– Melissa Moy

Weekend Link Roundup (July 16-17, 2016)

July 17, 2016

Peace_signOur weekly round up of noteworthy items from and about the social sector. For more links to great content, follow us on Twitter at @pndblog....

African Americans

What does it mean to look at images of African Americans being murdered? In an age in which footage of fatal shootings appears alongside cat videos and selfies in social media feeds, what claims can be made for the representational power of filming? In the Boston Review, Benjamin Balthaser explores the contentious debate over the meaning and appropriate use of images of violence against black men and women.

Civil Society

In the wake of the recent shootings in Baton Rouge, St. Paul, and Dallas, Council on Foundations president and CEO Vikki Spruill and Sherry Magill, president of the Jesse Ball DuPont Fund, call on foundations "to advance a civil conversation focused on what we have in common and ensure equal treatment under the law."

Climate Change

The pledges made by countries in Paris in December to limit global warming to 2 degrees Celsius by 2100 almost guarantee that the wold's average temperature will increase by more than 3 degrees and could warm by as much as 4 degrees — with catastrophic consequences. Fast.Co.Exist writer Adele Peters explains.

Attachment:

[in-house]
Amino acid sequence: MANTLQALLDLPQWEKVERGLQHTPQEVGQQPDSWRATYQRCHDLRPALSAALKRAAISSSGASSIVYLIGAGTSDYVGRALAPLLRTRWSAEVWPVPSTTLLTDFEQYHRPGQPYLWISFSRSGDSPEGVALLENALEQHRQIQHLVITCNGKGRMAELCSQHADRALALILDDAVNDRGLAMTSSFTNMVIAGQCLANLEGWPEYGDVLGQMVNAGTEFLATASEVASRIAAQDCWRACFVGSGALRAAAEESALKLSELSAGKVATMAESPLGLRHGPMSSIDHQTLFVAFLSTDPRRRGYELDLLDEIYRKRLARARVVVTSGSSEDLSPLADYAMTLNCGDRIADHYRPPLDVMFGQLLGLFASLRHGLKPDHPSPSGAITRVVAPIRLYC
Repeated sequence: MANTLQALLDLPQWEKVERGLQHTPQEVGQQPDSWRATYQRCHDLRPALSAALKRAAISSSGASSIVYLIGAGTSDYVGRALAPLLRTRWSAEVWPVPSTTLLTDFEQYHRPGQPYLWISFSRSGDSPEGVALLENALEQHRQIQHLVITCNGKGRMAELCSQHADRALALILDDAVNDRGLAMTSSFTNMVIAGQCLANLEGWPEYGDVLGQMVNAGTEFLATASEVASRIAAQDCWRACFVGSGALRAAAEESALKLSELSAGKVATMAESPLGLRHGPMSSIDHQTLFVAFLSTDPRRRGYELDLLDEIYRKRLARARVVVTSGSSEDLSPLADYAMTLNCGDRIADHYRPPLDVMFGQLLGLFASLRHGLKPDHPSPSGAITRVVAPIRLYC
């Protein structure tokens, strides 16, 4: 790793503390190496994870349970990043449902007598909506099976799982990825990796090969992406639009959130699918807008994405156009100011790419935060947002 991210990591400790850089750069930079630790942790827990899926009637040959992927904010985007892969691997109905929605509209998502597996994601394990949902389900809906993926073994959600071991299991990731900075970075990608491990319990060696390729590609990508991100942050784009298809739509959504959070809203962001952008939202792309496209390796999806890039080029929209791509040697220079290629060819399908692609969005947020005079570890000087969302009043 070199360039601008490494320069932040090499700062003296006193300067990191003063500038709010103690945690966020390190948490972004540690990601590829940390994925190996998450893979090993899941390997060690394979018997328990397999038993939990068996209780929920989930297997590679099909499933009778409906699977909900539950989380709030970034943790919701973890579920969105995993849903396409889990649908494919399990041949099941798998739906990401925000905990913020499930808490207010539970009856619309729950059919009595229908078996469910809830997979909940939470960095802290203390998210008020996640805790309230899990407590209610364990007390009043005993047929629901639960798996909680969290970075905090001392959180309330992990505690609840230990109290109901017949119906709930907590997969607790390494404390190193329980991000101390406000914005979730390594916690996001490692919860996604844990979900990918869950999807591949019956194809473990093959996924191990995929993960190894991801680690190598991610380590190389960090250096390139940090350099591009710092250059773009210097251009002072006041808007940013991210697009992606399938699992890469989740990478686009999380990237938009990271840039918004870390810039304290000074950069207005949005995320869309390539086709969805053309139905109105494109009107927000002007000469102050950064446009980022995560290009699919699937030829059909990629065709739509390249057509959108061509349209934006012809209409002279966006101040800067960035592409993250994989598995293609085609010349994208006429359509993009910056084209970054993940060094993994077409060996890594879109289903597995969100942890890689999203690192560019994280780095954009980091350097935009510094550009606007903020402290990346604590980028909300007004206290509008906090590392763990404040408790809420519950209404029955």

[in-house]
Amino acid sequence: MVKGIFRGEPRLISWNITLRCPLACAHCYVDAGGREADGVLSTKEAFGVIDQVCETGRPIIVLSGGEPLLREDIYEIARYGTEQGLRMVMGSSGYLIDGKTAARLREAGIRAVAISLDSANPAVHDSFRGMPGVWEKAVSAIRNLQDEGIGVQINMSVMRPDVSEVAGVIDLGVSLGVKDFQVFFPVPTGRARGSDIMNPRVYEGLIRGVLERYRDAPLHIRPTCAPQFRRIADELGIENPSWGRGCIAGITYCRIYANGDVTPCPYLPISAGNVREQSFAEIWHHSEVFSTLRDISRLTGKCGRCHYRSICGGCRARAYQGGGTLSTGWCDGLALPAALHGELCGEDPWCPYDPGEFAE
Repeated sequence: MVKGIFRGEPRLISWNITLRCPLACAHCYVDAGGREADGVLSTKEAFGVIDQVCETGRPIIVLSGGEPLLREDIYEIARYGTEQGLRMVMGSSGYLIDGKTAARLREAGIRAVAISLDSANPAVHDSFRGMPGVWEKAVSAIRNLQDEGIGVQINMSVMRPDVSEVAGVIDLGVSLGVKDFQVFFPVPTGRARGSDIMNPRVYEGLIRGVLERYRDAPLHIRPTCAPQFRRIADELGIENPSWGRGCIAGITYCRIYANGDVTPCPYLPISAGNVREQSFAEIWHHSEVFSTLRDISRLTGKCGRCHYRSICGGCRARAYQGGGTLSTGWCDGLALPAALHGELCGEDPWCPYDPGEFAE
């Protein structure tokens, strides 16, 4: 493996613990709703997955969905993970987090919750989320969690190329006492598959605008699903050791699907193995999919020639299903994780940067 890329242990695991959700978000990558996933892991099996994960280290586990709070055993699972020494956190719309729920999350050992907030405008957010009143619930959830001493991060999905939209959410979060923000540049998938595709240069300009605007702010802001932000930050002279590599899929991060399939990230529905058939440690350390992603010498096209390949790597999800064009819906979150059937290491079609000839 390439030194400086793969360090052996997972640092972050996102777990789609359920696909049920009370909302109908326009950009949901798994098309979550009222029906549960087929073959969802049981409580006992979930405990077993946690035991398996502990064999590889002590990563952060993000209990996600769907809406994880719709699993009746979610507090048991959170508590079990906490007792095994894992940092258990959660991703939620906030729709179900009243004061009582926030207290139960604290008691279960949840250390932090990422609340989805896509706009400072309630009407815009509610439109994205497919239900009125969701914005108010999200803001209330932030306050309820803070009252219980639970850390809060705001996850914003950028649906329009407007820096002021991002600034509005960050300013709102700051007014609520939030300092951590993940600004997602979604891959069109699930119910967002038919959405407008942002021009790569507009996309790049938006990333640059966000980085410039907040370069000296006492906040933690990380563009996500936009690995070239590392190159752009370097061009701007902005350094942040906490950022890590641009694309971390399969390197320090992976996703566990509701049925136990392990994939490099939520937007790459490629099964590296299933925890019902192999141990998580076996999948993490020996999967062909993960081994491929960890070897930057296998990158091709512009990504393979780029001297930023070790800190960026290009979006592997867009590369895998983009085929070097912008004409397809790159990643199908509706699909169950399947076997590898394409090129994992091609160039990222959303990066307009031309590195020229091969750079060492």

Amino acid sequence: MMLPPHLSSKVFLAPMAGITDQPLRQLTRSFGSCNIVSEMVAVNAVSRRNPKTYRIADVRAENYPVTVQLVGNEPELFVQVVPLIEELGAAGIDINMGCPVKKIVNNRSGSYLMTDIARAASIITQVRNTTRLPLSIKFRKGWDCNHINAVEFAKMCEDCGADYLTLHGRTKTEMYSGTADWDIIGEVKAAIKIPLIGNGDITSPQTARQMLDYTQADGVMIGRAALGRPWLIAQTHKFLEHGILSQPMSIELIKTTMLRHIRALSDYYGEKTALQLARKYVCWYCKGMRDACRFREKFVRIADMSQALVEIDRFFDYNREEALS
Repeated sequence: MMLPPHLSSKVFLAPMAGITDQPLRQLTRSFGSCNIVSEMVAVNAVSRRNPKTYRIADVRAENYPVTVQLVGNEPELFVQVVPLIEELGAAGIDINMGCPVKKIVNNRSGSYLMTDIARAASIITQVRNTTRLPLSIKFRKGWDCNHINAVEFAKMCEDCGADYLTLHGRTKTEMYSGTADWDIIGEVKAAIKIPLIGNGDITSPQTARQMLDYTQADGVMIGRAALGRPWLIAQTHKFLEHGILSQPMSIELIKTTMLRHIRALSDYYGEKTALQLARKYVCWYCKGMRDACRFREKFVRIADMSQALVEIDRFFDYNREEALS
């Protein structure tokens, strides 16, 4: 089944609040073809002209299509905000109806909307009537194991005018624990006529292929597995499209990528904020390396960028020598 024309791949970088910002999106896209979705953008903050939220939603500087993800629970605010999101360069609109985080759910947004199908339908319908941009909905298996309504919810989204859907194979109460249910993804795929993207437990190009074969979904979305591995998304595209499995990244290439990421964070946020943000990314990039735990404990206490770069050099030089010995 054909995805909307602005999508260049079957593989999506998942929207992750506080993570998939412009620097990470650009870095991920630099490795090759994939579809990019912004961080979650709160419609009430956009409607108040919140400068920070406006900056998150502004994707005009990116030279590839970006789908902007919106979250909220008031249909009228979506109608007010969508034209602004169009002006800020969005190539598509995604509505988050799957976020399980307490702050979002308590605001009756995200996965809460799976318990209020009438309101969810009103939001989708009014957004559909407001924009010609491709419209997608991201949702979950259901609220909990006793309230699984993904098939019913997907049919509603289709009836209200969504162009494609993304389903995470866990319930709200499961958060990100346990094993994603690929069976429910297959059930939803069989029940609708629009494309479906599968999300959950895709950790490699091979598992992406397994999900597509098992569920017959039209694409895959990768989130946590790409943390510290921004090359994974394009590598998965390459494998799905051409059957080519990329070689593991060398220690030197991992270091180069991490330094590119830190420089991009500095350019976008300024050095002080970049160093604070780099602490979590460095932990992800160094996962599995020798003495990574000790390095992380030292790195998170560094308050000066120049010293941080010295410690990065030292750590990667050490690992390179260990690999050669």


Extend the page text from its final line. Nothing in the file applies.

Criminal Justice

"In the world of criminal justice, pushes for change can be diverted or stalled by major news events," write Simone Weichselbaum, Maurice Chammah, and Ken Armstrong on Vice. "But the sniper killings of five officers in Dallas seems to have stiffened the opposition to reforms. With legislation to reduce prison terms for some crimes stalled by election-year politics and efforts to repair police-community relations moving slowly, leaders across the political spectrum are watching to see if such efforts can survive this heated moment."

Policing across America has improved over the last forty years. But why hasn't more progress been made? Fast Company's Frederick Lemieux reports.

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Weekend Link Roundup (July 9-10, 2016)

July 10, 2016

Stop_violenceOur weekly round up of noteworthy items from and about the social sector. For more links to great content, follow us on Twitter at @pndblog....

Community Development